Everything You Need To Know about Gambling Addiction

You are a gambling fanatic. You treat it as harmless fun, which you engage in during your free time. If you do it with moderation, when you have some extra bucks to spend, then you are a responsible gambler. Nonetheless, this vice can become a compulsive behavior, commonly referred to as problem gambling.

If not countered early enough, problem gambling can have a myriad of adverse physical, social, and psychological effects. People facing this problem might experience intestinal disorders, migraine, distress, depression, and a host of other problems related to anxiety.

Just like drug addiction, you might experience helplessness and despondency if you are addicted to gambling. In worst cases, this could prompt you to develop suicidal thoughts.

Owing to its harmful consequences, problem gambling has become a huge health concern in many countries across the globe.

How do you know that you have problem gambling?

Well, not all forms of gambling are problem gambling. However, if you experience the following symptoms, please seek help as soon as you can;

  • Gambling becomes less of a financial problem, but more of an emotional problem with financial repercussions
  • You tend to dedicate more time to gambling than you do on family and friends. On some instances you find yourself missing important family events or meetings so that you can bet
  • You find it difficult to stop betting regardless of how much you try.

What triggers gambling addiction?

Gambling is only regarded as a problem when it proves difficult to control, and when it compromises relationships and interferes with a person’s finances and work productivity.

Problem gambling has a variety of triggers, but some of the most common include;

  • Job-related stress
  • Retirement
  • Emotional upheavals such as anxiety and depression
  • Influence from friends
  • Loneliness
  • Traumatic circumstances

Recent studies also suggest that people who have an existing addiction (such as drug addiction) may be at risk of developing another, which include problem gambling.

Due to predisposition for addiction, people affected by gambling could also find solace in drugs or alcohol.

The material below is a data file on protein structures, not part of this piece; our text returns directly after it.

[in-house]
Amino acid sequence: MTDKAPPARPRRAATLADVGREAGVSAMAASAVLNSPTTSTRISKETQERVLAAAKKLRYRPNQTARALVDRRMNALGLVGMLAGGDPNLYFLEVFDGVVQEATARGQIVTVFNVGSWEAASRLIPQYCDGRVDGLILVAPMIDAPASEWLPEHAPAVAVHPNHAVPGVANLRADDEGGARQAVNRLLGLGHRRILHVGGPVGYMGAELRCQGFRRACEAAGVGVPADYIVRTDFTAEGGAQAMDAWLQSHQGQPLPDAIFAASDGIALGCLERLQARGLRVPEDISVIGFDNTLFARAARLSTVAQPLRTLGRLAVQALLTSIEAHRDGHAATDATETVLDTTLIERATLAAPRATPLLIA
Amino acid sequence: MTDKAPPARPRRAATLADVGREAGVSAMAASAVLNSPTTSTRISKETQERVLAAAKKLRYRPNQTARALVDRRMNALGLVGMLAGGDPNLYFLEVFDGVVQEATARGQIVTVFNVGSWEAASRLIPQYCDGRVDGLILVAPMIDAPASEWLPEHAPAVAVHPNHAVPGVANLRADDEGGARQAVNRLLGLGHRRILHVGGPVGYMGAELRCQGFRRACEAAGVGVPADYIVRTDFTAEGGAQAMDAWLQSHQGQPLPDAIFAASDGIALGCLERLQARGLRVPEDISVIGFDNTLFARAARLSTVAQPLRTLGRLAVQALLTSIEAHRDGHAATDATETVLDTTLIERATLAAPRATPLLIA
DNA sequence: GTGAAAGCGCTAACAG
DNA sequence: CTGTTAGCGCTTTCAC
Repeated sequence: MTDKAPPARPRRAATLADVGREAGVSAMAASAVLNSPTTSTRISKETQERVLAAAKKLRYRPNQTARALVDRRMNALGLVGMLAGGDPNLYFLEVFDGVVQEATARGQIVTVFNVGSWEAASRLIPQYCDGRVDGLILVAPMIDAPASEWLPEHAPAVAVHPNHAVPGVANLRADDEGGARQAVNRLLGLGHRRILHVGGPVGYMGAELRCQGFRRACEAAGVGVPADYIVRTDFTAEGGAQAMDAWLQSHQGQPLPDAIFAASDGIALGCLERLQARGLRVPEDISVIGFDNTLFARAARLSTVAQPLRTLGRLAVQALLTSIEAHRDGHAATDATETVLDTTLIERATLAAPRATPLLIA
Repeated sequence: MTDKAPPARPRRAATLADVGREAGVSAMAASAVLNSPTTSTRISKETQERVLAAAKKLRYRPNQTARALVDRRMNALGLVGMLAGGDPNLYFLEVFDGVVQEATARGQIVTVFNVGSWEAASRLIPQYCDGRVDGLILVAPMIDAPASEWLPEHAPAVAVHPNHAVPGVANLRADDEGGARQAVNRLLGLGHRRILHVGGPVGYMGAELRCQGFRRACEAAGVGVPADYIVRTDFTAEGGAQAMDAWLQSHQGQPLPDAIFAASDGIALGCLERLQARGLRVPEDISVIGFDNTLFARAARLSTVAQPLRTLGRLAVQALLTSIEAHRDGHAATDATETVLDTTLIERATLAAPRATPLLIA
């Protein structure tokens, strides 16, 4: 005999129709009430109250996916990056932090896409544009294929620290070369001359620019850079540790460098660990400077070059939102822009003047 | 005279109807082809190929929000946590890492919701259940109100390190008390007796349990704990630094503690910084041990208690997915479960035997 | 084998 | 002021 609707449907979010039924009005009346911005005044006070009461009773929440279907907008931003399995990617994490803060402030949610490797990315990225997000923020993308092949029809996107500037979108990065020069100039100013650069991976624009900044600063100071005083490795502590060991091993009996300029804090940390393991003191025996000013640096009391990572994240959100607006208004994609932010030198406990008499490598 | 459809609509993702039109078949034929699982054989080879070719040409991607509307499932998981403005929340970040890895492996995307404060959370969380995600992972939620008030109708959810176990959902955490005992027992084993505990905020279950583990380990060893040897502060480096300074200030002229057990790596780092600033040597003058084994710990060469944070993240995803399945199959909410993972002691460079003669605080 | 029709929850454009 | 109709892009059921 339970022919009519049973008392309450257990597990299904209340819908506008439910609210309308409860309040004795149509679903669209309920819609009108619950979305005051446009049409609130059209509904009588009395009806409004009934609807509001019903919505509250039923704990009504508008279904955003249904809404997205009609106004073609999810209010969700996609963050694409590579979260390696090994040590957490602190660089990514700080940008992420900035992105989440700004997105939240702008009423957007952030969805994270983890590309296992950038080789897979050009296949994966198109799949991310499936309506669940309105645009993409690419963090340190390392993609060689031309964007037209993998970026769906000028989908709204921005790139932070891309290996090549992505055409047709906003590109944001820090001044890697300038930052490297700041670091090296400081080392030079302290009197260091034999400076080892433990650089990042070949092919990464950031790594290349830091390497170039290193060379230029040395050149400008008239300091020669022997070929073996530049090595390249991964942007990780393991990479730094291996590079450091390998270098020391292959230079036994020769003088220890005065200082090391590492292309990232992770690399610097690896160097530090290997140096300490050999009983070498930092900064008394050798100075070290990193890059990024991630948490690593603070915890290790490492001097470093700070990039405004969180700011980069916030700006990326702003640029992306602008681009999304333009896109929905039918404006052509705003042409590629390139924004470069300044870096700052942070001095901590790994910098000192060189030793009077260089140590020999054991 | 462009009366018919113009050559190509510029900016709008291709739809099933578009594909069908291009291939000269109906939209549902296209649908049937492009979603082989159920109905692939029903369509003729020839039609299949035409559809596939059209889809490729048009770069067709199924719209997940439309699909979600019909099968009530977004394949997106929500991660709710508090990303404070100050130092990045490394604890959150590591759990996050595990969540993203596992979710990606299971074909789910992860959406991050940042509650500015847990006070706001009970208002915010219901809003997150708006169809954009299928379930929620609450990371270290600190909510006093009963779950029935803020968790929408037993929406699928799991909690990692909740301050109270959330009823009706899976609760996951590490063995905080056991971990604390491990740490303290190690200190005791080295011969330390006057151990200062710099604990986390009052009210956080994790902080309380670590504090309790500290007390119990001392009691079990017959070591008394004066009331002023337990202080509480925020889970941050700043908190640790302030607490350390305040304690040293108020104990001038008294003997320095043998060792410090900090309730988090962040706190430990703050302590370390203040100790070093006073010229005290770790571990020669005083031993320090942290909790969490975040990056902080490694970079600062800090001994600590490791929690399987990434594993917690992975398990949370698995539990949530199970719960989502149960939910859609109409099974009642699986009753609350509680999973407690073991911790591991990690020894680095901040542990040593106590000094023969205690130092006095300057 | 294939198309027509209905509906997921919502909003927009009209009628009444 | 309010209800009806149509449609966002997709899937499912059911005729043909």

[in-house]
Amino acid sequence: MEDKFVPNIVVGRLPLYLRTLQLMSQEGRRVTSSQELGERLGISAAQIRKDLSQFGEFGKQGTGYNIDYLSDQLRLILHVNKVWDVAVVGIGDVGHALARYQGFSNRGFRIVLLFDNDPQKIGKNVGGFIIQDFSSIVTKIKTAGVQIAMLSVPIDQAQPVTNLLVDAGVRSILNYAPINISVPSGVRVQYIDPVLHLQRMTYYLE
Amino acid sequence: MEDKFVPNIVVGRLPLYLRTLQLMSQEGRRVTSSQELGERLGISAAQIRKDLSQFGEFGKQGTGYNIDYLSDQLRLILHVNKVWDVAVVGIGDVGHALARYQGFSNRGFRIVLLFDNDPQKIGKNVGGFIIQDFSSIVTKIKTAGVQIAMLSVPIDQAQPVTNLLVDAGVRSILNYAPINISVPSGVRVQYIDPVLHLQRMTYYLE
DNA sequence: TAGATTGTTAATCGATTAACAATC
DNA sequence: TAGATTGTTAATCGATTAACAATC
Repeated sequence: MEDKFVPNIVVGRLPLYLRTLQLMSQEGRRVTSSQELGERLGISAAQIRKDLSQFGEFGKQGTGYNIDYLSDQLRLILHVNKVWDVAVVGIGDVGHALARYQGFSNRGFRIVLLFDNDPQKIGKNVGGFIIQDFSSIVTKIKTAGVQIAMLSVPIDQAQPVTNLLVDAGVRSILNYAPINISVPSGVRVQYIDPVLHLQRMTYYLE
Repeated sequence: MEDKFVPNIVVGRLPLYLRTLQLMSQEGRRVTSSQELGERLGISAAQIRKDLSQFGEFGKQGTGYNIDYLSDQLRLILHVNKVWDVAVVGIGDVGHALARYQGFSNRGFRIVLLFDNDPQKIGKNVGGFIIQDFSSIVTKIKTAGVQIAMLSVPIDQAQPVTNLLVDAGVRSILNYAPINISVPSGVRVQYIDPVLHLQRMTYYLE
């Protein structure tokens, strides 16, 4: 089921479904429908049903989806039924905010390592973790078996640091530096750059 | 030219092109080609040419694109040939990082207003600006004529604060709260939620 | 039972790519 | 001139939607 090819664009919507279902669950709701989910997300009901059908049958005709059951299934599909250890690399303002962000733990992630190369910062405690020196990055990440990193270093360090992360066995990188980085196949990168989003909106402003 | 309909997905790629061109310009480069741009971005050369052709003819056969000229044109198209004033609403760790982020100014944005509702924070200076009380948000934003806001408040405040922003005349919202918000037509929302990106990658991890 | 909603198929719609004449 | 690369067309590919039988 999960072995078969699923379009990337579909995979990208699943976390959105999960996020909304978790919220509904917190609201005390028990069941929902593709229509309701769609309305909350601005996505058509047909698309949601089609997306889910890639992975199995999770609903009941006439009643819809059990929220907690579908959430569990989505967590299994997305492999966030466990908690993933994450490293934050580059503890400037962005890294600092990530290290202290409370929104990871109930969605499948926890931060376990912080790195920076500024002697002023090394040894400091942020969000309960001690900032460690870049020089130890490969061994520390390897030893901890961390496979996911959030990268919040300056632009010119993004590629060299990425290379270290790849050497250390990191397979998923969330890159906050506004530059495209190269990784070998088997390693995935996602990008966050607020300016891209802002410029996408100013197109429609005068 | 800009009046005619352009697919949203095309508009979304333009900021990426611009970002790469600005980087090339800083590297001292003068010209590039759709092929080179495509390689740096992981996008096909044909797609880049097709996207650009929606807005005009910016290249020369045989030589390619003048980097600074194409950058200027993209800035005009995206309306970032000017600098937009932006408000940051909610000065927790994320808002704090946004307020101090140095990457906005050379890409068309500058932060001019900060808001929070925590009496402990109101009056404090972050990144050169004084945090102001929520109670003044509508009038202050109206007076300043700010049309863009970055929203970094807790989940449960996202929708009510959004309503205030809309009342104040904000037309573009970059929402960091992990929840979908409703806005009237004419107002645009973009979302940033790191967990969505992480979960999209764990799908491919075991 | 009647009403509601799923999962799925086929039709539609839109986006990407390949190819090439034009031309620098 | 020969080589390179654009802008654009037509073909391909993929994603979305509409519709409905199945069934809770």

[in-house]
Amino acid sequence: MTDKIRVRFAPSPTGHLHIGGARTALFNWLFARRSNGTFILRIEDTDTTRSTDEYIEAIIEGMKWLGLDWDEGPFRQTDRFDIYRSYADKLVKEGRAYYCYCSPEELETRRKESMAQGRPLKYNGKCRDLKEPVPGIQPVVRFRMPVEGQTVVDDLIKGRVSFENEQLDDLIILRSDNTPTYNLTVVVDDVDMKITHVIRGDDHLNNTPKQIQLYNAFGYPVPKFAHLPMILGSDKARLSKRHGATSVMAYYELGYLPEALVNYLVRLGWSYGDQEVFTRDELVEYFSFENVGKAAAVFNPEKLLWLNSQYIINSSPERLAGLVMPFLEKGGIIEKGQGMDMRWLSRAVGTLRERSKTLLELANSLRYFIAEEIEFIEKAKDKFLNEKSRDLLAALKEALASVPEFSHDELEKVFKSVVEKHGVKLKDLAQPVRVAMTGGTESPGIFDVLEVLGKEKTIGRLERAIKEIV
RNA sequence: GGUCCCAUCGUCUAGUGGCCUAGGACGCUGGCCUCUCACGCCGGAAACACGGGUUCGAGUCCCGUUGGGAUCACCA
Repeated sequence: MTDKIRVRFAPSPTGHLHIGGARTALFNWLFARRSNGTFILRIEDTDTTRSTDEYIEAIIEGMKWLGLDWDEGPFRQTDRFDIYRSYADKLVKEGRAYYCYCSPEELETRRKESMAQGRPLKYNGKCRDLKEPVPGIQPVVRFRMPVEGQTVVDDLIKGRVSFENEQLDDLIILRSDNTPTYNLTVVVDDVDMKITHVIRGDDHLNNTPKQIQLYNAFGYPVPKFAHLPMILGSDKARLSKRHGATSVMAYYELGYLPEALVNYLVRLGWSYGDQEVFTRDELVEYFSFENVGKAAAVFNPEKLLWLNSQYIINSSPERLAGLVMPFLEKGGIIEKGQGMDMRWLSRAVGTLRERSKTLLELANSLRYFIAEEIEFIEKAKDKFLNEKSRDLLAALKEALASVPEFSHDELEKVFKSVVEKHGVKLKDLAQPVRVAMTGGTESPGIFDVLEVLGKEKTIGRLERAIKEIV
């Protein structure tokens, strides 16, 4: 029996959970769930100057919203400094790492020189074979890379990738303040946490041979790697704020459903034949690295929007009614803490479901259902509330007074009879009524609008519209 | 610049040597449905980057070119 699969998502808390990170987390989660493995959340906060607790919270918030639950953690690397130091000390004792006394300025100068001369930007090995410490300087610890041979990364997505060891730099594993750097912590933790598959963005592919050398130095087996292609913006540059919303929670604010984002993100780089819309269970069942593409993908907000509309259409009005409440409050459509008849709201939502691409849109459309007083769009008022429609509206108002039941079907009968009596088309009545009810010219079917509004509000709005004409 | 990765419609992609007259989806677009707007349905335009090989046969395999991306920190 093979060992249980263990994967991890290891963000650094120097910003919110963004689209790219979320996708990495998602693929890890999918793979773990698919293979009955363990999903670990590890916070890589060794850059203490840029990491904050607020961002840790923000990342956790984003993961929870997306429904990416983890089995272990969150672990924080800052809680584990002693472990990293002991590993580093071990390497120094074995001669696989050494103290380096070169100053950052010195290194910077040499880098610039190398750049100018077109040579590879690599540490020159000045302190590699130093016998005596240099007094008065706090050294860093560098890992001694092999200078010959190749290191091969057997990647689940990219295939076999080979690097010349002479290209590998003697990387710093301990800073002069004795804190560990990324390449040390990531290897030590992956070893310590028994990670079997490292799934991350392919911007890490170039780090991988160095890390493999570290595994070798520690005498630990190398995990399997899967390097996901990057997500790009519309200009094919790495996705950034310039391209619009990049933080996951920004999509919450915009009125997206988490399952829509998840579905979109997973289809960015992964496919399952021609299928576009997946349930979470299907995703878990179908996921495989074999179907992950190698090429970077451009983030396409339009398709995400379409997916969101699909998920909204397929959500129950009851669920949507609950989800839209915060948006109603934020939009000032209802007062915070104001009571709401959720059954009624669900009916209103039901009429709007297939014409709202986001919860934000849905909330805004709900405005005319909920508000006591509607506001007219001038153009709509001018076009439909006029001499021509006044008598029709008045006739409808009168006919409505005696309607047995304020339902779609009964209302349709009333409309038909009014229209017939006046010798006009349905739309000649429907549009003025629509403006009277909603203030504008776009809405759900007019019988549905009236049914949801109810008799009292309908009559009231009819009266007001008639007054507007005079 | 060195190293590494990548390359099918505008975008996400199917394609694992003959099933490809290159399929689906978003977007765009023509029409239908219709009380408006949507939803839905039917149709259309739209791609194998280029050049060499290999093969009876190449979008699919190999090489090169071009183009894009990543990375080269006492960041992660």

How does problem gambling start?

If you develop a gambling addiction, the feeling of betting is equivalent to that of having a drink or taking a drug. Eventually, it affects your mood and state of mind. You tend to gamble more to increase returns. Sometimes, you chase losses, with the belief that if you keep gambling, you will win back all the money you have lost and even win more.

With time, you develop a vicious cycle, which leads to increased cravings for gambling. This vice becomes irresistible, and you lose the ability to control the urge to keep staking.

In no time, this negatively affects your personal, social, and professional life. Additionally, it deteriorates your physical and emotional health.

How is problem gambling treated?

Gambling addiction is treated in three ways;

  1. Medications

Various medications, such as antidepressants and stabilizers, can be used to treat the symptoms that occur as a result of gambling addictions. Some advanced antidepressants help a person reduce the gambling urge.

Also, medicines used to treat drug addictions such as narcotic antagonists can be used to help people dealing with gambling addiction.

  1. Therapy

Both cognitive behavior therapy and behavior therapy can be used to treat people with problem gambling.

Cognitive behavior therapy (CBT) changes the perspective one has about gambling, therefore helping him/her develop the urge to stop.

On the other hand, behavior therapy systematically exposes people with problem gambling to the behaviors, thus reducing their urge to gamble.

  1. Self-help groups

Joining a self-help group which is comprised of individuals going through the same problem can go a long way in helping you deal with problem gambling.

Are you a problem gambler?

You don’t need to stress over being a problem gambler because you will end up compromising your health even further. To get help, you first need to accept that you are addicted to gambling.

Then, endeavor to seek help from a health professional or anyone you feel comfortable talking to, such as a close friend or family member. If this doesn’t work, feel free to contact organizations that are committed to helping gambling addicts such as the National Council on Problem Gambling.

Most trustworthy gambling websites, like online horse racing betting website Twinspires.com, have a responsible gambling policy and you can find help in their pages. Wage responsibly! Good luck!

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